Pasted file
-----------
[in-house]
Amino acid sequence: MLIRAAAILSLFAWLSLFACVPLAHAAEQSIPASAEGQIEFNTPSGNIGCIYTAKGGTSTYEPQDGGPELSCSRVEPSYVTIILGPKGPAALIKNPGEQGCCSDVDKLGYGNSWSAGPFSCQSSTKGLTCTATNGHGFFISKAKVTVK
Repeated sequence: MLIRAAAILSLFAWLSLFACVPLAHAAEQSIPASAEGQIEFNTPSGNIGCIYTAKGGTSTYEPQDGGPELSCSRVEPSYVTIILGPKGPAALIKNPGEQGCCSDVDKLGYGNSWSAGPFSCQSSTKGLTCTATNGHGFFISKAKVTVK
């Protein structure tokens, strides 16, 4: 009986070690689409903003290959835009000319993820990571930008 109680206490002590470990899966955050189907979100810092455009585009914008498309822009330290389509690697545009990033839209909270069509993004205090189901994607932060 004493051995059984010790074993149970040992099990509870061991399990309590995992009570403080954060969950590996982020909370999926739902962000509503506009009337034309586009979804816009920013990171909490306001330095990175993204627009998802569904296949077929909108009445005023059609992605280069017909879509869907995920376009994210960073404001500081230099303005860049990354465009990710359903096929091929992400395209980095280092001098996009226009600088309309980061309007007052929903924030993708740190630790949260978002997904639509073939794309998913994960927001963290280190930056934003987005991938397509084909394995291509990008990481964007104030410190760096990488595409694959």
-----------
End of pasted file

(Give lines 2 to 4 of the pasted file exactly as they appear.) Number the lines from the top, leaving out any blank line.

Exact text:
Amino acid sequence: MLIRAAAILSLFAWLSLFACVPLAHAAEQSIPASAEGQIEFNTPSGNIGCIYTAKGGTSTYEPQDGGPELSCSRVEPSYVTIILGPKGPAALIKNPGEQGCCSDVDKLGYGNSWSAGPFSCQSSTKGLTCTATNGHGFFISKAKVTVK
Repeated sequence: MLIRAAAILSLFAWLSLFACVPLAHAAEQSIPASAEGQIEFNTPSGNIGCIYTAKGGTSTYEPQDGGPELSCSRVEPSYVTIILGPKGPAALIKNPGEQGCCSDVDKLGYGNSWSAGPFSCQSSTKGLTCTATNGHGFFISKAKVTVK
């Protein structure tokens, strides 16, 4: 009986070690689409903003290959835009000319993820990571930008 109680206490002590470990899966955050189907979100810092455009585009914008498309822009330290389509690697545009990033839209909270069509993004205090189901994607932060 004493051995059984010790074993149970040992099990509870061991399990309590995992009570403080954060969950590996982020909370999926739902962000509503506009009337034309586009979804816009920013990171909490306001330095990175993204627009998802569904296949077929909108009445005023059609992605280069017909879509869907995920376009994210960073404001500081230099303005860049990354465009990710359903096929091929992400395209980095280092001098996009226009600088309309980061309007007052929903924030993708740190630790949260978002997904639509073939794309998913994960927001963290280190930056934003987005991938397509084909394995291509990008990481964007104030410190760096990488595409694959």